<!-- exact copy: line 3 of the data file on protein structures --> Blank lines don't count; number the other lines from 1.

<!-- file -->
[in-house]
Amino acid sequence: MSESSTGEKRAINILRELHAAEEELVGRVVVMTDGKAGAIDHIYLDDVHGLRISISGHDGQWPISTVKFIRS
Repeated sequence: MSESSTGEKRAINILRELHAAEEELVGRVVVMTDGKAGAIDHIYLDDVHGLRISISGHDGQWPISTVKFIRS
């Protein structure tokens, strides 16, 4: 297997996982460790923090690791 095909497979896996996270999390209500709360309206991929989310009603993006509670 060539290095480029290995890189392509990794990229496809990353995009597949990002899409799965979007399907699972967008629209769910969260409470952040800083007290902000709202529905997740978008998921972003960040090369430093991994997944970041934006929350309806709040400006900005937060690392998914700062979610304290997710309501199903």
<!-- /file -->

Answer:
Repeated sequence: MSESSTGEKRAINILRELHAAEEELVGRVVVMTDGKAGAIDHIYLDDVHGLRISISGHDGQWPISTVKFIRS